I strongly recommend your incorporate something similar into your coding early on. For example, here is my code which I use:
from machine import Pin, Timer # provide an indication as to why the connection failed # Use built-in LED to show status wireless = Pin("LED", Pin.OUT) # simple timer function to blink builtin LED showing wireless status # slow blink - attempting to connect attempting = 4 # fast blink - connection failed failure = 20 # off - connection success def tick(timer): global wireless wireless.toggle() # initiate a timer to indicate a success (or failure) blink = Timer() # slow blink to indicate attempting to connect blink.init(freq=attempting, mode=Timer.PERIODIC, callback=tick) # fast blink to indicate failure to connect blink.init(freq=failure, mode=Timer.PERIODIC, callback=tick)
This approach coupled with a reset button, provides me with my first indication something “has gone wrong”. Every I press reset I watch the LED. If it blinks slowly then goes off, I know I have connected to the network and may begin to debug the rest of my program. If it begins to blink fast, I have yet to connect and need to investigate startup issues.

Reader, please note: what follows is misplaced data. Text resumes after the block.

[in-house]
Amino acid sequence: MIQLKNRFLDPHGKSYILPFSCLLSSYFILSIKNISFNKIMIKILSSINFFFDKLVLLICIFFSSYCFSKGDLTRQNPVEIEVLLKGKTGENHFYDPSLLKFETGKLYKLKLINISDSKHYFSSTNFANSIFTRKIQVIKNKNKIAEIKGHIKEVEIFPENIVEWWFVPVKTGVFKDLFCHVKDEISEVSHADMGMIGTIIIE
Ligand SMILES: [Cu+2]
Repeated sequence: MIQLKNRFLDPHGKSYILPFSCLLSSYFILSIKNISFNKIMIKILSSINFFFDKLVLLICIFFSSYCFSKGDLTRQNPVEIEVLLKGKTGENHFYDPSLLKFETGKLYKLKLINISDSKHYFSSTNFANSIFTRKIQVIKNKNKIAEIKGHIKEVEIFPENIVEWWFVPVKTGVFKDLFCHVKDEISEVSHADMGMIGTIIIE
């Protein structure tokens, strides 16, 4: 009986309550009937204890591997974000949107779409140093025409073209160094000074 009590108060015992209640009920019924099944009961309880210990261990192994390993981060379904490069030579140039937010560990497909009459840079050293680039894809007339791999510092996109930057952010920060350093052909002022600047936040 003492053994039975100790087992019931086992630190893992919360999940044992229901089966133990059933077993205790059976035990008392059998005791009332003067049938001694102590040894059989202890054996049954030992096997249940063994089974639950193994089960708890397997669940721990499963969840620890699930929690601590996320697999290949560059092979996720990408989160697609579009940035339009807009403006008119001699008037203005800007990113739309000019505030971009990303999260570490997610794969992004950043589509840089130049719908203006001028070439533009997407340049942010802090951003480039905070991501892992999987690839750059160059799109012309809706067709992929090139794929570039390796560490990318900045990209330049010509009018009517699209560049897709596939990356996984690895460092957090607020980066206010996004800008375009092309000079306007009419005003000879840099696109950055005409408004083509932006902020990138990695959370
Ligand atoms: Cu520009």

Serial Monitor and REPL
NOTE: Serial Monitors
On macOS, I use Serial as it is outstanding. If you have a Mac and plan on doing a lot of Serial work, it is a must have. On Linux, moserial is decent and CoolTerm works on Windows, however, watch for malware masquerading as CoolTerm. Only download CoolTerm from the Roger Meier’s Freeware page, https://freeware.the-meiers.org. I provide the link visually so you get to the correct page!
One more recommendation is to use Python’s pyserial miniterm. Install via pypi then use it like this:
python3 -m serial.tools.miniterm /dev/cu.usbmodem14101 115200
The REPL is the classic method of debugging Python. If you are not sure what a command does, “try it out in the REPL”. This continues to be a great way to debug MicroPython. A simple sequence such as:
# connect to Pico via a serial program, CTRL-C to enter REPL from machine import Pin Pin("LED", Pin.OUT, value=1)